https://www.duolingo.com/profile/DavidCalvo207447

    人 shiuld be fine, duolingo, i dont wanna speak like a robot


    https://www.duolingo.com/profile/IComeFromM

    「あの方は彼女のおじいさんです。」

    「あのかたはかのじょのおじいさんです。」

    「Anokata wa kanojo no ojiisan desu.」


    https://www.duolingo.com/profile/SerPrize

    "祖父" was not accepted as a typed answer


    https://www.duolingo.com/profile/ToddKedes

    why did i get marked wrong using sofu, instead of ojiisan あの方は彼女の祖父です?  was it because everything is in the polite form? and, if so, why should it be in the polite form?


    https://www.duolingo.com/profile/SlashJr

    When you mention about somebody's grandfather: おじいさん "o-ji'i-san"


    https://www.duolingo.com/profile/ToddKedes

    ありがとうございます。


    https://www.duolingo.com/profile/EliasBrade

    Why is [あちらの方は彼女のおじいさんです] not accepted?


    https://www.duolingo.com/profile/Snarlingsnarf

    Something is going on with Duolingo today, once again あの方は彼女のおじいさんです Is not accepted even though it the correct and requested answer. 21.01.21


    https://www.duolingo.com/profile/BMGX4H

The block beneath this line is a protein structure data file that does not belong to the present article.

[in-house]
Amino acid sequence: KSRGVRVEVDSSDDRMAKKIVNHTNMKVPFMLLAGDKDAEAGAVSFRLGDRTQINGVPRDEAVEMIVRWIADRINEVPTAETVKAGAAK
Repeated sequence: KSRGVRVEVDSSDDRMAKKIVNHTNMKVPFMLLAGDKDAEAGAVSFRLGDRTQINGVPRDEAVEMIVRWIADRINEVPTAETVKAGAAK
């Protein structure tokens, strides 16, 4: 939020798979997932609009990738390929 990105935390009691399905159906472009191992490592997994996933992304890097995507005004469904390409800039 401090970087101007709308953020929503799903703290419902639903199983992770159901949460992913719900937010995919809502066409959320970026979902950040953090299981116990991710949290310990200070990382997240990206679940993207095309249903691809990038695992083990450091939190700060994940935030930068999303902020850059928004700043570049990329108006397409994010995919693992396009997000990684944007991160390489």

When clicking on "person" it gives the meanings: 方、人間 (にんげん)、and 人物 (じんぶつ)

    人物 = person+thing


    https://www.duolingo.com/profile/samanime1

    I used 女の人 for here, but got flagged wrong and said I should use かのじ. Is there a reason one is right, or is this just software oddness?


    https://www.duolingo.com/profile/ttnsam13

    From my understanding 女の人 is woman but 彼女 is she or her. So a more accurate translation of the statement would use 彼女


    https://www.duolingo.com/profile/ArianiSena

    彼女 also means girlfriend, so in this context "he went on a date with his girlfriend" uses 彼女 :)


    https://www.duolingo.com/profile/Ever2662

    Why wouldn't DL accept その方 here as well as あの方?


    https://www.duolingo.com/profile/Charles574374

    I had the same question, but if you think about it, it makes sense. その方 means that the person is standing right next to the listener, so it would be extremely rude to call them "that person."


    https://www.duolingo.com/profile/Kim382941

    You could also say, “その人はかのじょのそふです“. We do not know where the speaker and the grandfather is in the room and そふ for grandfather could work too. I believe 人 is more casual.


    https://www.duolingo.com/profile/2manynames

    Epic fail. I have no chance translating when the " correct " answer doesn't answer the question. おおぜいの人がなくなりました。was given as well for me. I think it should be あの人はかのじょのおじいさんです


    https://www.duolingo.com/profile/TQA236

    方 is direction. I think literally this sentence means: that direction is her grandfather


    https://www.duolingo.com/profile/doug9978

    方is direction but also a polite way of saying person


    https://www.duolingo.com/profile/MaynardHogg

    Direction: hō Person: kata (sometimes hō)